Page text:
So, what we are going to do, using this blog, is answer some of the questions in advance of the big night.  This gives you the chance to do two things: First, it allows you to digest the question and answer in advance of our discussion; and secondly, it allows you to provide input in the form of comments or perhaps additional quaestions.  After all, why should your clergy have all the fun?  Answers will be coming in separate blog postings, but here is the list of questions we have been asked to address:

1.      Where in the Bible does it say I can be a policeman or in the military?

2.      Since Jesus is fully God, why did He submit Himself to the Father?

3.      I’m not sure I hear God speaking to me.  How do I listen for God’s voice?

4.      Why would God object to two people having sex if they really love each other?

5.      Why do we pray for the dead in our liturgy?                                                           

6.      Was Abraham a henotheist rather than a monotheist before his encounter with Melchizedek?   (Wouldn’t you like to know who asked this question?)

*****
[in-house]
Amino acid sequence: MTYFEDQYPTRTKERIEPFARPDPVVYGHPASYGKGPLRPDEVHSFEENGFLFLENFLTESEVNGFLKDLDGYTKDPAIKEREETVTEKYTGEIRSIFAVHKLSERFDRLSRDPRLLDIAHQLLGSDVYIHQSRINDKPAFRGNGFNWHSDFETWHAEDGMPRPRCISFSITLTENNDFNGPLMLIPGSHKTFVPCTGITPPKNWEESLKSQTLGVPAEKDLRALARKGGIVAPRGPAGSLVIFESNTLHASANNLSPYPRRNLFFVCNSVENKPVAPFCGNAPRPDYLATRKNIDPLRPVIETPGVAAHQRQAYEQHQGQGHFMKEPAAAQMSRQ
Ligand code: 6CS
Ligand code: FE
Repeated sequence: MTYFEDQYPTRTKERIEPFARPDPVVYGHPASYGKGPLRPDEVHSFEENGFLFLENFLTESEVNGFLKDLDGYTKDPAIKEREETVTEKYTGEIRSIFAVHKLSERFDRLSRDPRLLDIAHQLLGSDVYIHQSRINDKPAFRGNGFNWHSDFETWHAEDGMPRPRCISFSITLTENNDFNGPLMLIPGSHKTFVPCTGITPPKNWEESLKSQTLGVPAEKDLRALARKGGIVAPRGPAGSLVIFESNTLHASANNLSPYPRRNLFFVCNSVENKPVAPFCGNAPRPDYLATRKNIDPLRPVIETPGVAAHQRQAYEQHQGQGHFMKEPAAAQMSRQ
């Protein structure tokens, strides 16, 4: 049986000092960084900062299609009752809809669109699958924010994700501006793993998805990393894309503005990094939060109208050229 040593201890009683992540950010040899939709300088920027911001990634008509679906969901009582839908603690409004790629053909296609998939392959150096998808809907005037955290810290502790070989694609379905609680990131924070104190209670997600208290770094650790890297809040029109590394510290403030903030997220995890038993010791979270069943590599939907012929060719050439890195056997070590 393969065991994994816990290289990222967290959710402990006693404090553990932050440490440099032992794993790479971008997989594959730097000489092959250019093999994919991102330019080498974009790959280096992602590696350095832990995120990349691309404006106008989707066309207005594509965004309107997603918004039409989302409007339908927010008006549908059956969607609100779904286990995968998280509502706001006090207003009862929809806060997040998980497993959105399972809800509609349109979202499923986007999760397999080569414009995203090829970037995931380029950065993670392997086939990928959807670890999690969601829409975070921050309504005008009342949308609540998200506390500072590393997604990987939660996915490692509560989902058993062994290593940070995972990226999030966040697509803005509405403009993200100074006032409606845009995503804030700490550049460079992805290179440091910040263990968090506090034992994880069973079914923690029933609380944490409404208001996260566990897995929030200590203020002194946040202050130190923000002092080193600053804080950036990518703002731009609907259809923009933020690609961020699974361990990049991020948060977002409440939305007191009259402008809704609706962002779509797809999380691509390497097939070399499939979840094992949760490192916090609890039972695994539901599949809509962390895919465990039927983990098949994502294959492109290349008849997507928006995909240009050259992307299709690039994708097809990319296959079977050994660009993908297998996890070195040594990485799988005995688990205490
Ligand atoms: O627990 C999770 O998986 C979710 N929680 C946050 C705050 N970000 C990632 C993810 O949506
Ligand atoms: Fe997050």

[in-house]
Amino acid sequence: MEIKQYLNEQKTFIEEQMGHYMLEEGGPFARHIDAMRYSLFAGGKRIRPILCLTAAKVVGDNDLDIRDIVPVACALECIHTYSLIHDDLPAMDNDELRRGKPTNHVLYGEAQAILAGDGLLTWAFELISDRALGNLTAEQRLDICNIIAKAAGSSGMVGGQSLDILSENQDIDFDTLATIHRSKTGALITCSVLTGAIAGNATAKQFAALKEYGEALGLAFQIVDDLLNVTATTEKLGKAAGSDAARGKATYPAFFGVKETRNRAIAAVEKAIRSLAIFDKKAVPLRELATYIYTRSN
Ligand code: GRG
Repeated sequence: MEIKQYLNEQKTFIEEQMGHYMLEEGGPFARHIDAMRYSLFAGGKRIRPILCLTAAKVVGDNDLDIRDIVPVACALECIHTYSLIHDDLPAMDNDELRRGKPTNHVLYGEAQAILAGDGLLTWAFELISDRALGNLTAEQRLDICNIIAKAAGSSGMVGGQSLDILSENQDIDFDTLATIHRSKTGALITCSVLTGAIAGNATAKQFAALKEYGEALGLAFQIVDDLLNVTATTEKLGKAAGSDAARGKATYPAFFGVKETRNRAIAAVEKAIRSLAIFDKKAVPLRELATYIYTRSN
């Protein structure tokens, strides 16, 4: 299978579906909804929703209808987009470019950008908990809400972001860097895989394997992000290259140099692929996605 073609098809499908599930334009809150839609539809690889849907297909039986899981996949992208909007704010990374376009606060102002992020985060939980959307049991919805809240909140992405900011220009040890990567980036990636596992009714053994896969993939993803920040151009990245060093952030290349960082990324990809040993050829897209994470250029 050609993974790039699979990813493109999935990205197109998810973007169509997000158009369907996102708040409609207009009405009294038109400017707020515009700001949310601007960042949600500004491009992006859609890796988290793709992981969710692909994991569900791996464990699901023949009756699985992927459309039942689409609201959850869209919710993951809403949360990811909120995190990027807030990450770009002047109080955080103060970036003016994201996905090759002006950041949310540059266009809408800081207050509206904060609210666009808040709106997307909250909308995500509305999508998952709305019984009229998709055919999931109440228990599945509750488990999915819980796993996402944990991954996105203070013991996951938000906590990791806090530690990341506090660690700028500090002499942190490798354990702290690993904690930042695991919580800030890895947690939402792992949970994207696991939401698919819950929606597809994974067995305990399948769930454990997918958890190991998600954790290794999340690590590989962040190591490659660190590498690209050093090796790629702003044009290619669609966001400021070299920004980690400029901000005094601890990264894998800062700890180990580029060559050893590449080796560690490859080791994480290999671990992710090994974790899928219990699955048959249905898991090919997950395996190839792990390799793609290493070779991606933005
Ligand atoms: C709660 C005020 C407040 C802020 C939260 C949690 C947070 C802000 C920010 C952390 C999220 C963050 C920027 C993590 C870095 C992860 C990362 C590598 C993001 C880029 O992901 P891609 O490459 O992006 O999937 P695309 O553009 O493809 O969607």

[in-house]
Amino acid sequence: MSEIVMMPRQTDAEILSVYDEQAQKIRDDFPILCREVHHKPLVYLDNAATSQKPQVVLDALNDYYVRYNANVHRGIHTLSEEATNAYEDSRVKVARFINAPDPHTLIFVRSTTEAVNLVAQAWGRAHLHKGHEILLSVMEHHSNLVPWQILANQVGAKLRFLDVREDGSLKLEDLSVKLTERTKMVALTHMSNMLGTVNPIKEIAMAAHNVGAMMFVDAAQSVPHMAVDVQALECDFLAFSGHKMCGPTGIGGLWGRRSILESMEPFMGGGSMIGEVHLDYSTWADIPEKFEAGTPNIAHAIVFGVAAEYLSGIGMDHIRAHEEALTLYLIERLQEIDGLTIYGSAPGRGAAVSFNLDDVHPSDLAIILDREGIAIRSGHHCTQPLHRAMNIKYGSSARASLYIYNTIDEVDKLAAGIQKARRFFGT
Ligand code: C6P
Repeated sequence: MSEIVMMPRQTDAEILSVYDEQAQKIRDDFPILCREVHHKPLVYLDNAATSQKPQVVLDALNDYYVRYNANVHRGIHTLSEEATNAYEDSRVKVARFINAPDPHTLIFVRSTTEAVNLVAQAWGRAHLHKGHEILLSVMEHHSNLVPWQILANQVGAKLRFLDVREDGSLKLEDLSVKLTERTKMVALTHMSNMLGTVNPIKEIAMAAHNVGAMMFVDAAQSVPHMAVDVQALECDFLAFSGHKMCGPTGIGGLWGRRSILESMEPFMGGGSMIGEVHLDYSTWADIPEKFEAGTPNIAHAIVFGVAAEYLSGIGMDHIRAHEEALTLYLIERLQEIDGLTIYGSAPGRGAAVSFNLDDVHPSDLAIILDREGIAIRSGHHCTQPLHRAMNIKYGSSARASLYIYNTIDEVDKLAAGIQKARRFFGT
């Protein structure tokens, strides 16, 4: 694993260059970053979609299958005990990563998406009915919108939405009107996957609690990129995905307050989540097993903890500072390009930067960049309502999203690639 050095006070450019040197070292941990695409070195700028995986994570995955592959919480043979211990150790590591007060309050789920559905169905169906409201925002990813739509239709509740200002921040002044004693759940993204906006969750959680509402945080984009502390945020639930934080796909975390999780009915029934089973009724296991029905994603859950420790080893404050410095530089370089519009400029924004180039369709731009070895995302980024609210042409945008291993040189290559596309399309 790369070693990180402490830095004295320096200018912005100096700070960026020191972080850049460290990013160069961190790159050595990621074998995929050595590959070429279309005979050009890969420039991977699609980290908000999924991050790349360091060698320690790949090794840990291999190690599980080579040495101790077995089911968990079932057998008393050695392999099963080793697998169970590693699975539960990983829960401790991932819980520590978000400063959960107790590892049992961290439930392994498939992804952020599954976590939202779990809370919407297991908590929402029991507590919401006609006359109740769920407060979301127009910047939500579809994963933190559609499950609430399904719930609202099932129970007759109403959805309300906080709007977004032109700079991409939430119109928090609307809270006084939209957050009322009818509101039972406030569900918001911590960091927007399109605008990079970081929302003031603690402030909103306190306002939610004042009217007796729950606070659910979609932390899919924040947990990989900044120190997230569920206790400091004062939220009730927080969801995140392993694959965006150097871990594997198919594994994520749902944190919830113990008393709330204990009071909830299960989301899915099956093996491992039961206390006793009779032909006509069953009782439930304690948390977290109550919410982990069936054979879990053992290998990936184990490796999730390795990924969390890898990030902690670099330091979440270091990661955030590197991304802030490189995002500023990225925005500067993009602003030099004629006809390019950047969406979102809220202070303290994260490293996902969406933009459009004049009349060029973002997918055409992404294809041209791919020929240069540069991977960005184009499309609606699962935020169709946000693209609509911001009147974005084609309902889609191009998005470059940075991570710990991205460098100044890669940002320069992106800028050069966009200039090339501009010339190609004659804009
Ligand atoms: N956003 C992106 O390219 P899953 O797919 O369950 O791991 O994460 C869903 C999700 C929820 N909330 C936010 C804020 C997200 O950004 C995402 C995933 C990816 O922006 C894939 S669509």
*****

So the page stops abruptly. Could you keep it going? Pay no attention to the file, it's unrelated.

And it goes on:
7.      How about Pilot’s question, “What is Truth?”
8.      If someone commits suicide, are they going to hell?

9.      (These two questions belong together)
o   The Bible says to turn the other cheek and to forgive 70x7; so, if you are in a abusive relationship, how many times do you turn the other cheek before you do something about it?

o   I had a therapist tell me the best thing I could do for myself is stay away from someone who was not a good influence in my life.  I love that person but avoid involving them in my life because I know it would cause problems for me.  How does God feel about this?

10.  Why are some denominations against female priests? Is this backed up scripturally? Is it mans law or Gods law?           

11.   Questions about the End Times:
o   The Bible says the dead will rise at the 2nd coming of Christ. So why do so many people on their death bed see “The other side” or a loved one come to meet them, etc?
o   Are the battles talked about in the End Times real physical battles?

12.  What is the difference between Episcopalians and Anglicans?